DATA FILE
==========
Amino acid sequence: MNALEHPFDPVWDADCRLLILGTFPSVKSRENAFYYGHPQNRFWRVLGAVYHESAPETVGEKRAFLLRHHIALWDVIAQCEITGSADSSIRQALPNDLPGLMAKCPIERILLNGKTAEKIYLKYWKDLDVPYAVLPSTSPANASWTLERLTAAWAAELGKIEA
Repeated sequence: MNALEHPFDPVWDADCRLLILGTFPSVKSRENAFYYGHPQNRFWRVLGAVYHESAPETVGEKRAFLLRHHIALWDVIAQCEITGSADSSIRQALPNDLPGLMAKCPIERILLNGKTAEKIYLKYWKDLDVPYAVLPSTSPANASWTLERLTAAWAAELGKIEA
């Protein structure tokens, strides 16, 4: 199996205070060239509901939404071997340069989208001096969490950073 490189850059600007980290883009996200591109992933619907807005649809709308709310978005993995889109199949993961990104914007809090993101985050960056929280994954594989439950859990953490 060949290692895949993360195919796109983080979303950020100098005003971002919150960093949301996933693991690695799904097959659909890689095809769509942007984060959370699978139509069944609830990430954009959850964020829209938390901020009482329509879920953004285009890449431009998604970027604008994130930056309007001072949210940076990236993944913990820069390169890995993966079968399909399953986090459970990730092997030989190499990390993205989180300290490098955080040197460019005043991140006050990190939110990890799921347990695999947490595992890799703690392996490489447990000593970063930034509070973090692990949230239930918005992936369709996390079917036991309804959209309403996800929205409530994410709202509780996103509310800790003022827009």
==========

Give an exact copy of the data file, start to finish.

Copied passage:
Amino acid sequence: MNALEHPFDPVWDADCRLLILGTFPSVKSRENAFYYGHPQNRFWRVLGAVYHESAPETVGEKRAFLLRHHIALWDVIAQCEITGSADSSIRQALPNDLPGLMAKCPIERILLNGKTAEKIYLKYWKDLDVPYAVLPSTSPANASWTLERLTAAWAAELGKIEA
Repeated sequence: MNALEHPFDPVWDADCRLLILGTFPSVKSRENAFYYGHPQNRFWRVLGAVYHESAPETVGEKRAFLLRHHIALWDVIAQCEITGSADSSIRQALPNDLPGLMAKCPIERILLNGKTAEKIYLKYWKDLDVPYAVLPSTSPANASWTLERLTAAWAAELGKIEA
């Protein structure tokens, strides 16, 4: 199996205070060239509901939404071997340069989208001096969490950073 490189850059600007980290883009996200591109992933619907807005649809709308709310978005993995889109199949993961990104914007809090993101985050960056929280994954594989439950859990953490 060949290692895949993360195919796109983080979303950020100098005003971002919150960093949301996933693991690695799904097959659909890689095809769509942007984060959370699978139509069944609830990430954009959850964020829209938390901020009482329509879920953004285009890449431009998604970027604008994130930056309007001072949210940076990236993944913990820069390169890995993966079968399909399953986090459970990730092997030989190499990390993205989180300290490098955080040197460019005043991140006050990190939110990890799921347990695999947490595992890799703690392996490489447990000593970063930034509070973090692990949230239930918005992936369709996390079917036991309804959209309403996800929205409530994410709202509780996103509310800790003022827009």